Next Thursday, Bassel Khartabil, a.k.a. Safadi will celebrate his 33rd birthday — his third in a prison cell in Damascus.
Bassel was arrested in Damascus on March 15, 2012, on the first anniversary of the Syrian uprising.
Bassel was about to get married to Noura, his lawyer and future wife, whom he later wedded while in prison.
Bassel is a Syrian-Palestinian computer engineer who believes strongly in the power of open network and collaboration. Before his arrest, he was a leading member of Syria’s open Internet community, promoting open source software development, open culture and supporting the creation of collaborative workspaces in Damascus.
He was and remains a respected leader who inspired and facilitated the work of so many others, not only in Syria but across the region. The Syrian regime could not tolerate this. In sum, Bassel is in jail today because he is one of the brightest and most inspiring minds in his generation.
In 2012, Foreign Policy magazine ranked Bassel 19th in a list of 100 most influential global thinkers for “insisting, against all odds, on a peaceful Syrian revolution.”
In March 2013, he was awarded the Index on Censorship Digital Freedom Award for “for his strong commitment to the open web, teaching others about technology, and contributing his experience freely to help the world.”
Bassel is a close friend of the Global Voices community who joined the second Arab Bloggers summit in Beirut in 2009. His friends still remember him as a gentle and generous character who was great to have around and take the lead from.
We do not want Bassel to spend his birthday, alone in his prison cell. We want him to hear our voices loud and clear and know that we are still supporting his case.
We therefore call upon everybody to participate in a day of action on Thursday, May 22, that Global Voices Advocacy, together with a coalition of partners, will be organizing in support of Bassel’s freedom. Our rallying cry: “It’s About All Of Us: On May 22, Say #FreeBassel.”
Here are 3 ways to participate:
1- Participate in our Twitter marathon (Tweetathon) on May 22 from 1 PM to 4 PM GMT (click here for a time conversion). Please try to use the day’s hashtags as much as you can: #FreeBassel and #ItsAboutAllOfUs.
2- Submit a photo to the FreeBassel Tumblr with a message of support including either one or two of the hashtags: #FreeBassel, #ItsAboutAllOfUs.
3- Print one of these original posters by artist Kalie Taylor — hold it in your photo or post it in a public space in your city or town.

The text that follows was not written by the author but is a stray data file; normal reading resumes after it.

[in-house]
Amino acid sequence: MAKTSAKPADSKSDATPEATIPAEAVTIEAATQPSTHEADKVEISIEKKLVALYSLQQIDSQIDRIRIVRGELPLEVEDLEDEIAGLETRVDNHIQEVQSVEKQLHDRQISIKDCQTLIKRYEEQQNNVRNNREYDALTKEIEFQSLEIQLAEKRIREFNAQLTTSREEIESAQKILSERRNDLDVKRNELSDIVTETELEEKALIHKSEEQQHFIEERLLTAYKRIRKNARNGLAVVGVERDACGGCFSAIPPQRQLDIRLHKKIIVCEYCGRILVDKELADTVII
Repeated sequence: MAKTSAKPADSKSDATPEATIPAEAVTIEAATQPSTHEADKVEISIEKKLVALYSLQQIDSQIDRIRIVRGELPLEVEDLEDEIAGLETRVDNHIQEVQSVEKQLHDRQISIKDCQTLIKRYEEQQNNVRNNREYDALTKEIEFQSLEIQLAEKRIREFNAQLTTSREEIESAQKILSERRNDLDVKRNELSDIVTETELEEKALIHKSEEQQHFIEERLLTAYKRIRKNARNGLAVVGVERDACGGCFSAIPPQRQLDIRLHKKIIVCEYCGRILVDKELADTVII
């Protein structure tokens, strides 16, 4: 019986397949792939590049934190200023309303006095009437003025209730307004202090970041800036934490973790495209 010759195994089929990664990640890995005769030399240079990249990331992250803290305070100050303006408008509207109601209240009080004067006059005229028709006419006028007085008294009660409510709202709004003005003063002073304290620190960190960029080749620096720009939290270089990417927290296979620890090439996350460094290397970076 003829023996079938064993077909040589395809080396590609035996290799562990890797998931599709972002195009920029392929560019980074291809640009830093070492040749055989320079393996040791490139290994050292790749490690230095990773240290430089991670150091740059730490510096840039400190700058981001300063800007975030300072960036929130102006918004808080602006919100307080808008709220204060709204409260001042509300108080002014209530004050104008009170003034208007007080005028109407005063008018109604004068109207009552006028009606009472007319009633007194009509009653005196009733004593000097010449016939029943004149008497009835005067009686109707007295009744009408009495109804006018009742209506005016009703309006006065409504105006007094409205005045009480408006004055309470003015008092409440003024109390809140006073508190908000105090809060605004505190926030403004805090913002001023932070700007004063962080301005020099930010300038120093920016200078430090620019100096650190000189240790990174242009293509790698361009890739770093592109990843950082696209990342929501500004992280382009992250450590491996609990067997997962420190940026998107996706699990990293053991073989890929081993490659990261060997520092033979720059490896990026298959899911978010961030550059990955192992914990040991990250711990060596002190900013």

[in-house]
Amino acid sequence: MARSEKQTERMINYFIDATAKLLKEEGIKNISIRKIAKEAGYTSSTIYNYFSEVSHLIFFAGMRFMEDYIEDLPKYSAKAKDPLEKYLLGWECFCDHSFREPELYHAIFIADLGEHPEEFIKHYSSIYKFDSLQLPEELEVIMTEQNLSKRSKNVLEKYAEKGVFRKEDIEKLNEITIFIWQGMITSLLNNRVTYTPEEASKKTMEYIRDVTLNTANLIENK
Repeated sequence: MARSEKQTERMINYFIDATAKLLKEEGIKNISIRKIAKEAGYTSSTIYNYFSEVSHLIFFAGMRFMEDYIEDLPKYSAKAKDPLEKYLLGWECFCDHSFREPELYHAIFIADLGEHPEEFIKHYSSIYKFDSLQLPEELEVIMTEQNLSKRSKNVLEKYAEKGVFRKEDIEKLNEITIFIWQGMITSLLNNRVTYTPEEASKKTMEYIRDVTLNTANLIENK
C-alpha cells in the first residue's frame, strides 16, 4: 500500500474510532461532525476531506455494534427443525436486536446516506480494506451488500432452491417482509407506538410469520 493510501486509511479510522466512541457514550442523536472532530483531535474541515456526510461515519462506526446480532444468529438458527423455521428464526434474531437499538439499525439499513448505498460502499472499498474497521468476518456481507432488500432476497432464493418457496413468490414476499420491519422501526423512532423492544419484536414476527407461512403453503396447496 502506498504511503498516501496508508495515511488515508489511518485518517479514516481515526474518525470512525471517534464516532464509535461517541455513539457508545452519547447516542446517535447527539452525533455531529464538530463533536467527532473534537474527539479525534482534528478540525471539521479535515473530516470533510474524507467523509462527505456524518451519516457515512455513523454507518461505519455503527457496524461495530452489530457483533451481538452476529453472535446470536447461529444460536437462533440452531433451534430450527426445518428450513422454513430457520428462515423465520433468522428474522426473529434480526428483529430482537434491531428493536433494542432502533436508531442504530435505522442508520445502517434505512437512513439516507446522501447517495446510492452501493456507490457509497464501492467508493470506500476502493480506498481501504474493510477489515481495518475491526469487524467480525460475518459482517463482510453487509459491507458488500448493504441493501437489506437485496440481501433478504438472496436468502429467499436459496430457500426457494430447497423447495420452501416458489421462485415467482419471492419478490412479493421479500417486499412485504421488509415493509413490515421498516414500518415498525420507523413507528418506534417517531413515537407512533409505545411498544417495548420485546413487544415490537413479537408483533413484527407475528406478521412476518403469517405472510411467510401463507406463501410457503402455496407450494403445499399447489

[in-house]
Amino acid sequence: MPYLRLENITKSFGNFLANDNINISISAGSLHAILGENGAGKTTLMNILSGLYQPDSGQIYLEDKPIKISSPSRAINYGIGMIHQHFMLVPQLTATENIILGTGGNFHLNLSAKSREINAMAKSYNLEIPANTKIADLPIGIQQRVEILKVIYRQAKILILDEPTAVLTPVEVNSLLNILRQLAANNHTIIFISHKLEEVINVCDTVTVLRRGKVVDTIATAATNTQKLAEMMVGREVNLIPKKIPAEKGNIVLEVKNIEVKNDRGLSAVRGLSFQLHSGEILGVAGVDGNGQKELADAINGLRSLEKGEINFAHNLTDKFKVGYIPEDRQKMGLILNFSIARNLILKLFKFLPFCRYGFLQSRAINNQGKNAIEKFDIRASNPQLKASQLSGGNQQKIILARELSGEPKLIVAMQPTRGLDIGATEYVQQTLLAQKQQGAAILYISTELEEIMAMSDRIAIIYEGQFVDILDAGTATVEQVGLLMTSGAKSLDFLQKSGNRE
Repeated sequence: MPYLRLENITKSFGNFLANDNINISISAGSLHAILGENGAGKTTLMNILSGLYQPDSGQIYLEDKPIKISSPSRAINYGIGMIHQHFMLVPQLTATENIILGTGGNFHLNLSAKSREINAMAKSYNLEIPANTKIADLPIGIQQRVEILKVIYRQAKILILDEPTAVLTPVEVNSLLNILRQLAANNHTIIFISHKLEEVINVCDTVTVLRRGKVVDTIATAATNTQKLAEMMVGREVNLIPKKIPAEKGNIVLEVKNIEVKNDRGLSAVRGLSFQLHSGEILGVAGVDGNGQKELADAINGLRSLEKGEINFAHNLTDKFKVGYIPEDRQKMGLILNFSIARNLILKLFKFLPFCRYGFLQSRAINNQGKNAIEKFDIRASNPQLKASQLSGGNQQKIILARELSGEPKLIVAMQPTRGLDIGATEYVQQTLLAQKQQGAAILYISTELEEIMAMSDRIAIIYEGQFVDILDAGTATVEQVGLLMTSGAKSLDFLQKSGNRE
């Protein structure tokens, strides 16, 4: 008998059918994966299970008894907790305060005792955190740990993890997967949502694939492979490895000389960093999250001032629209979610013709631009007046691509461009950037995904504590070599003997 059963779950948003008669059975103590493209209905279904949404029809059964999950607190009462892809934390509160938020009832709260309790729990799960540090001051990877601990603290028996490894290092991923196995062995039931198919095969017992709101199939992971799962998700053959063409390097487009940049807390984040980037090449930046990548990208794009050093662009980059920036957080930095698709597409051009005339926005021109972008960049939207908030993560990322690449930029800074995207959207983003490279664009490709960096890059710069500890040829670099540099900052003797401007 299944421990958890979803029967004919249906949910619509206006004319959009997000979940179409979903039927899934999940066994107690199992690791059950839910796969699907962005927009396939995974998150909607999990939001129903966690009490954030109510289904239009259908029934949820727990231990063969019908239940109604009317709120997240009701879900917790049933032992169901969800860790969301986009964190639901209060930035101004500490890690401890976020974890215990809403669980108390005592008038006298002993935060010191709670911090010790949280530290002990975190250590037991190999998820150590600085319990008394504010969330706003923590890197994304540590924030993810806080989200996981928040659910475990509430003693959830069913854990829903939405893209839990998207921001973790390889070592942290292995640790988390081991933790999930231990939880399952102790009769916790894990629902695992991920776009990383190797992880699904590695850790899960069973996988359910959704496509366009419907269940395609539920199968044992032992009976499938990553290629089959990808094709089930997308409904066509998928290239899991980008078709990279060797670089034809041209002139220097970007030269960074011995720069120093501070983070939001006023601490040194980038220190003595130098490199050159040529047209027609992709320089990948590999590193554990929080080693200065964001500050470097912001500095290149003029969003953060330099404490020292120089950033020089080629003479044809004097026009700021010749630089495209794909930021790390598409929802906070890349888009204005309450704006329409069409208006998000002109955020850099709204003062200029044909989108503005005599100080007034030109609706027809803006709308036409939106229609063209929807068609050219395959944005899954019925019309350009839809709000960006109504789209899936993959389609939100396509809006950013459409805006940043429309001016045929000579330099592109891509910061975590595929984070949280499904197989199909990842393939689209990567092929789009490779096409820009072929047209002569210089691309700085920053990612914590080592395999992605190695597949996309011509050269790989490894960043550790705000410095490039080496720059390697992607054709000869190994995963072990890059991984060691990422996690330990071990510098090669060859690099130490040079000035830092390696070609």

thank you for your blogpost.
I believe it will bring a smile on Bassel’s and Noura’s faces.
I just came back from Syria and I met Noura, Bassel’s wife and we’ve had a long conversation. Noura is a very brave, warm and intelligent woman. Bassel can be very proud of her. They see each other twice a week. The Syrian government has lifted her travel ban – but she will stay in Syria and take care of Bassel and many other political prisoners for whom she volunteers. Bassel himself seems to be in OK condition regarding his physical and mental health. For now.
Together with Bassel there are currently 35.000 (estimated number) political prisoners in Syria’s government prisons. The prisons seem to be not necessarily controlled by government, the prison security apparatus has become an institution of its own during the war. And arbitrariness is what we see. Hardly anyone of the detained is facing a trial, many of them disappear – and no one knows where. The number of requests sent to the officials is countless, relatives very often have no idea what has happened to their loved ones.
It is very, very difficult to identify those in this system who need to be addressed in order to help and in order to achieve something. This is hard and above all long lasting work. And you never know what the outcome will be. But this is THE crucial point. Without them nothing will be achieved.
It can’t be done over night. And it can’t be done with campaigns who don’t reach into this system. And just imagine if they would be heard within this security system – what would be the effect? Frankly speaking – it’s hard to imagine that the effect will be a positive one for the specific person. Unfortunately.
So what can we really do ?
What will have a positive impact on Bassel’s situation?
We were discussing this on a panel at re:publicca14 where two Bassel campaigners from San Francisco presented Bassel’s case. And I’d like to take the chance here with this audience to discuss our options … and I hope you will allow this.
The most promising option from our discussion was to create a win-win-situation for all sides involved: the government, the security people, the prisoner. Imagine a delegation of “high Western officials” would travel to Syria handing over a list of prisoners’ names to government / security officials. If the prisoners would be released everyone would become GOOD PRESS … positive media awareness. Could be one way … still the question remains how to identify those who are really controlling the prison.
Any ideas, comments, suggestions are welcome … !
Please start this discussion and keep up your great work. It is essential.